I so wanted to love this book – it’s pitched as a dark, thrilling work of literary fiction, which is right up my street. There were many moments where I thought ‘yes, it will pick up from here’. Alas, it never did. It has its positives. O’Donnell use of language is stunning, especially in the part of the narrative focussed on Clara, the young girl around whom the story revolves. Some characters are engaging, too, which helped to sustain my interest in moments when the plot was difficult.
Mr. Crowe lives a life of luxury in his country estate with his ward, Clara, and faithful manservant, Eustace. He enjoys regular evenings out in town, occasionally bringing female entertainers home. He has made his living from his much sought after ‘talent’, a talent shared by Clara. Then, one night, Eustace watches from the window as Mr. Crowe kills a man. He knows that their lives are now in danger, with a visit from the secret society to which Mr. Crowe belongs imminent. Above all, Clara must be protected, for her gifts are far more coveted than Mr. Crowe’s.
The premise itself is great, and I was initially intrigued that the novel would be structured almost as a mystery. As well as the secret societies and coveted talents, there are disguised identities, shady acquaintances, and murderous schemes. The character focus of each chapter changes, so we understand the events from their various perspectives. As a big fan of literary fiction, I usually love novels that do this – it usually enhances my understanding of character motivations or adds suspense.
As they were used in The Maker of Swans, though, such techniques simply prolonged my confusion and therefore frustrated my reading. The story just became messy and convoluted, and certain aspects were never fully explained. I wasn’t entirely satisfied by the revelation of the ‘gift’ that Mr. Crowe and Clara possess, nor am I sure how Clara and Mr. Crowe are actually related. Characters talking in riddles to one another soon became tiresome, and some scenes become rather gory which just didn’t fit with the ethereal atmosphere of a lot of the narrative.
That ethereal, mystical atmosphere was incredibly well-realised. It primarily featured in chapters focussed on Clara, which perhaps led to her becoming the most engaging character of the entire novel. She is mute, communicating only through pen and paper or gestures. As such, much attention is paid to her ‘inner life’, including her dreams. That’s where O’Donnell makes masterful use of language and imagery. He manages to explore all the nuances and cadences of language, producing powerful, compelling visionary landscapes. Reading these sequences felt like being carried gently downstream in a river, letting you savour each aspect of the surroundings. I was mesmerised by them.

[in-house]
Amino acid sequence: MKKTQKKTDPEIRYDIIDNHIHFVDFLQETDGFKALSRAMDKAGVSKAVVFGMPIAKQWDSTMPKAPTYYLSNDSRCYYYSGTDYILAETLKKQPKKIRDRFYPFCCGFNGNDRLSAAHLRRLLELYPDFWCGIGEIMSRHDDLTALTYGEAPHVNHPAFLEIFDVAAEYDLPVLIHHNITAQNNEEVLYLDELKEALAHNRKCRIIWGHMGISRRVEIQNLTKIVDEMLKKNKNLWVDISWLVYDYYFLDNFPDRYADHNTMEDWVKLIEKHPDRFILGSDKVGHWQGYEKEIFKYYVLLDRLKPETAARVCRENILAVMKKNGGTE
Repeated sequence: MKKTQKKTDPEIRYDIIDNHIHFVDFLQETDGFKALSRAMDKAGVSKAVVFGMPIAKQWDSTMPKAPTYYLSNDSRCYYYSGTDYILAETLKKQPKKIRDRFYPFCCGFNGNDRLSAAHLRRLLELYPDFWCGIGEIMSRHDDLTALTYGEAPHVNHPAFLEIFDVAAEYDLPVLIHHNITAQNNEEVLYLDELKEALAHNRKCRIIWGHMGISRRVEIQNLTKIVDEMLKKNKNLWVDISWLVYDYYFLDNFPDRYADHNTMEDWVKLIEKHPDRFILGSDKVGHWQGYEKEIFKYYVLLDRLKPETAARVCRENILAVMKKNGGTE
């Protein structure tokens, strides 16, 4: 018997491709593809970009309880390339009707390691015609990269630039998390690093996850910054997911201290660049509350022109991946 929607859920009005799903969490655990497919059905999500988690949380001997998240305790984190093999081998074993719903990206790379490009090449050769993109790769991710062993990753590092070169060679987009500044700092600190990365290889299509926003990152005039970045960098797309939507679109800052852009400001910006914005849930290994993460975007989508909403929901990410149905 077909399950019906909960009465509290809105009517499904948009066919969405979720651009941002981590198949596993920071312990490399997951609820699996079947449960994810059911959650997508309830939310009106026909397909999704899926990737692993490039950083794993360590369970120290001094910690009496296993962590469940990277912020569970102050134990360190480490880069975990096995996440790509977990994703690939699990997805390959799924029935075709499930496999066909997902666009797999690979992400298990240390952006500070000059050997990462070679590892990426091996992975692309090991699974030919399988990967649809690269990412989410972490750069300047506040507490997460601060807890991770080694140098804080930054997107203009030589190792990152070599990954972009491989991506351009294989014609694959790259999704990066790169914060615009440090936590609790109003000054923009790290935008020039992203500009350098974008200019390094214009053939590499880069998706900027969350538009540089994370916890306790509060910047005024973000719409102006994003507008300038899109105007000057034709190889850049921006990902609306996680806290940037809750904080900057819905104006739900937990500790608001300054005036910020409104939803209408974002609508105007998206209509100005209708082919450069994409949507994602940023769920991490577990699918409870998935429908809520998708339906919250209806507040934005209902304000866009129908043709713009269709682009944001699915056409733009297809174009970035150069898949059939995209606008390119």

“She listens, straining outwards into the darkness, for the familiar intervals, for the cadences of the secret world. She threads the dead veins of fallen leaves, tests each frail filament of spider silk. She combs every seeded drift of air, touches every cell of the silence. She is weightless, then, beneath or between the darkness, where everything is as she remembers it, and nothing can do her harm.”
I was drawn to Clara’s resilience, her ingenuity, her compassion – which were far more interesting to me than the ‘gift’ she possessed. Her relationship with Eustace is endearing – almost fatherly-daughterly, they understand each other more than any of the other characters. Eustace himself is also an engaging character, plagued by guilt and grief, constantly striving to do good by those he serves.
The rest of the main cast of characters didn’t seem as well crafted. The motives of the chief antagonist weren’t clear, and the involvement of Mr. Crowe’s latest love interest was baffling. While O’Donnell created moments of genuine tension, where it felt that there was a genuine threat to the lives of characters, these weren’t sustained, and other moments that were probably intended to be dramatic fell flat.
The Maker of Swans was definitely a mixed bag. I admire the ambition shown in this debut, and parts were executed very well. However, the few wonderful characters and spectacular uses of language was surrounded by a convoluted and confusing plot.
**The Maker of Swans was written by Paraic O’Donnell, published by Weidenfeld & Nicolson (W&N), part of The Orion Publishing Group